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Exp Neurol. 2010 Dec;226(2):274-84. doi: 10.1016/j.expneurol.2010.08.030. Epub 2010 Sep 15.

Atorvastatin prevents hippocampal cell death, neuroinflammation and oxidative stress following amyloid-β(1-40) administration in mice: evidence for dissociation between cognitive deficits and neuronal damage.

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  • 1Departamento de Bioquímica, Centro de Ciências Biológicas, Universidade Federal de Santa Catarina, Trindade, 88040-900 Florianópolis, SC, Brazil.


The accumulation of amyloid-beta (Aβ) peptides in the brain of human and rodents has been associated with the activation of glial cells, neuroinflammatory and oxidative responses, and cognitive deficits. These oxidative changes leave glutamate transporters more vulnerable and may result in reduction of their functions, resulting in excitotoxic damage. Herein, we evaluated the effects of atorvastatin, a HMG-CoA reductase inhibitor, in molecular and behavioral alterations induced by a single intracerebroventricular injection of aggregated Aβ(1-40) (400 pmol) in mice. An increased glial fibrillar acidic protein (GFAP) expression and cyclooxygenase-2 (COX-2) levels, as well as increased lipid peroxidation and impairment in the glutathione antioxidant system and cell degeneration was found in the hippocampus of Aβ(1-40)-treated mice. Aβ(1-40) also induced a marked decrease in glutamatergic transporters (GLAST and GLT-1) expression and in l-[³H] glutamate uptake in mice hippocampus, in addition to spatial learning and memory deficits. Atorvastatin (10 mg/kg/day v.o.) was administered after Aβ(1-40) injection and through seven consecutive days. Atorvastatin treatment was neuroprotective against cell degeneration induced by Aβ(1-40), reducing inflammatory and oxidative responses and increasing the expression of glutamatergic transporters. On the other hand, atorvastatin did not reverse the cognitive impairments and failed to alter the hippocampal glutamate uptake in Aβ(1-40)-treated mice. These results reinforce and extend the notion of the potential neuroprotective action of atorvastatin against the neuronal toxicity induced by Aβ(1-40). In addition, the present findings suggest that the spatial learning and memory deficits induced by Aβ peptides in rodents may not be entirely related to neuronal damage.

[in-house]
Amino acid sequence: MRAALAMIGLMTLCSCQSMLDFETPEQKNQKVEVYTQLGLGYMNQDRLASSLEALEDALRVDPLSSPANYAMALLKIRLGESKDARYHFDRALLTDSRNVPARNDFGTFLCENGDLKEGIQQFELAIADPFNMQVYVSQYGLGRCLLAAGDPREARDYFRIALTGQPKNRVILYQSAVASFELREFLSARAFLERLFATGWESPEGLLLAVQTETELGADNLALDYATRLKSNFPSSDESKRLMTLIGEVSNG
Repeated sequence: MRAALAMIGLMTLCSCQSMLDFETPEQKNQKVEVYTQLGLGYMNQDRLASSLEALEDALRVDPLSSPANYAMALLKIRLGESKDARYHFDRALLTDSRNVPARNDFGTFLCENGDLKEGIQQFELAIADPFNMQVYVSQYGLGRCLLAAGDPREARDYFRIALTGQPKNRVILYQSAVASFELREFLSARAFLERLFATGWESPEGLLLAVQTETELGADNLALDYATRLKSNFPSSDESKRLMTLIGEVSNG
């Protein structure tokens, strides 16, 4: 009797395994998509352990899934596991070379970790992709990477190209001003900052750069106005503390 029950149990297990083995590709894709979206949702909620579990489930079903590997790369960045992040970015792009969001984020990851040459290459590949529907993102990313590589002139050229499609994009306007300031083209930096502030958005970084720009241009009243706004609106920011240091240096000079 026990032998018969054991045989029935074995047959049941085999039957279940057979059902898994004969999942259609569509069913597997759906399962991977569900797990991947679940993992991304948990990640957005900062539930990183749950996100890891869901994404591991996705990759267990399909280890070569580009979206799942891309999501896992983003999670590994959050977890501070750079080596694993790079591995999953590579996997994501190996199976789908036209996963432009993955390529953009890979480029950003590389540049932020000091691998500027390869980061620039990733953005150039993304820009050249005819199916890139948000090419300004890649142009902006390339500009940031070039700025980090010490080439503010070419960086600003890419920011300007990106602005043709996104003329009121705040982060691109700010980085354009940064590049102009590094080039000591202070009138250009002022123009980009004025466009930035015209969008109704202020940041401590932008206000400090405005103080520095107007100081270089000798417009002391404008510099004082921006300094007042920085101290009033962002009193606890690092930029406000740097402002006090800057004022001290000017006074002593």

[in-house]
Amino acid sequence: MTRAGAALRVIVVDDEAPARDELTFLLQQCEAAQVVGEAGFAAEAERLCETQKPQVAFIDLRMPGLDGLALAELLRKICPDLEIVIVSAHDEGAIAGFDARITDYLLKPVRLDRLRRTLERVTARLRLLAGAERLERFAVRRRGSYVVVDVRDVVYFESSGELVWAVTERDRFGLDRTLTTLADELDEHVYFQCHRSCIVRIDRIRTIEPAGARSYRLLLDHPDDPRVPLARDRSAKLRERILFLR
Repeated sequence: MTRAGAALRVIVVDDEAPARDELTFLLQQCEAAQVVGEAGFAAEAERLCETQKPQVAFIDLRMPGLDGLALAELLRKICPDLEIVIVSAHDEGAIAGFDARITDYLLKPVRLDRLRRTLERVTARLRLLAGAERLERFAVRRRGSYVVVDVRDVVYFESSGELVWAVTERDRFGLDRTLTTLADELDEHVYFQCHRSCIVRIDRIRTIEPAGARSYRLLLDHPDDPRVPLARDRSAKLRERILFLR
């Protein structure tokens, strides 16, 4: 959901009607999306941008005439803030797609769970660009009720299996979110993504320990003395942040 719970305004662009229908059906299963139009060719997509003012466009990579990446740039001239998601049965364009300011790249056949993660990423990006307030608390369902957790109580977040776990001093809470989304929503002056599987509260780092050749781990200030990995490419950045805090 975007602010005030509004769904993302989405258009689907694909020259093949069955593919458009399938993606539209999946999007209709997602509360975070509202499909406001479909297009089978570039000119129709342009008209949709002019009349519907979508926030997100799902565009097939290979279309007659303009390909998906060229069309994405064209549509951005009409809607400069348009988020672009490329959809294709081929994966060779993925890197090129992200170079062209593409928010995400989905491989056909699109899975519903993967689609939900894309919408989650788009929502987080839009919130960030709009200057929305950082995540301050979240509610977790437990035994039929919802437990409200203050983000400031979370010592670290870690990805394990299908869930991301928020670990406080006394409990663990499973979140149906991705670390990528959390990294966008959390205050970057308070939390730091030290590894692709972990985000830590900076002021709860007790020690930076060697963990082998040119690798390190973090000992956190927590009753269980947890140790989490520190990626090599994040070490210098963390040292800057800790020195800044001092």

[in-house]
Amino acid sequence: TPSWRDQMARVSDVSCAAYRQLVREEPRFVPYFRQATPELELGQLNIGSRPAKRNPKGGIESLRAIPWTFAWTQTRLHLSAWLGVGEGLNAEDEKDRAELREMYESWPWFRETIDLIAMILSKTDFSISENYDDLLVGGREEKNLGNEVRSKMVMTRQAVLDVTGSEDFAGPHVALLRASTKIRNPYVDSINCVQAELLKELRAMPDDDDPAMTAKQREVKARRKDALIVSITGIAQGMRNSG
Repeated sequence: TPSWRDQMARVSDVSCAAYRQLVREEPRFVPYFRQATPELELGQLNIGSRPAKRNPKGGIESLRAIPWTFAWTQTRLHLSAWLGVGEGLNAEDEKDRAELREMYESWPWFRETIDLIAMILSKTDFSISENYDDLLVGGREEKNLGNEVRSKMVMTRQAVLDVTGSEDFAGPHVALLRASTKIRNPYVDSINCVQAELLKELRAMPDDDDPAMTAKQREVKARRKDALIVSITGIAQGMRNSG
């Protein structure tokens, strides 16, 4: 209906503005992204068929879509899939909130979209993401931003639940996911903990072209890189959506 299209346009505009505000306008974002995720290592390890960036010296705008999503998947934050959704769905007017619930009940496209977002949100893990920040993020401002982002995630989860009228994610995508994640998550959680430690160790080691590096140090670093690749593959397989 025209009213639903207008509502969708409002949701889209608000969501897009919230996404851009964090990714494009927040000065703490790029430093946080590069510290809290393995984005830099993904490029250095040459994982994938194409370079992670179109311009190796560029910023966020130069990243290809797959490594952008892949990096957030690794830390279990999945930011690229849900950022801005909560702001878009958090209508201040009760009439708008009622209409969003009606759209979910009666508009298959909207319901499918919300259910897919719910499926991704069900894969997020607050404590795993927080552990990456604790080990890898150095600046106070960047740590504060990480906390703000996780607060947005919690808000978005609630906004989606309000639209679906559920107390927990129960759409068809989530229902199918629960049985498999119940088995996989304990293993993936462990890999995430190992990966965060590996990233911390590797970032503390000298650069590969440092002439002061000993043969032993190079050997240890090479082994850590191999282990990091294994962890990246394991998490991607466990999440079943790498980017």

Copyright © 2010 Elsevier Inc. All rights reserved.

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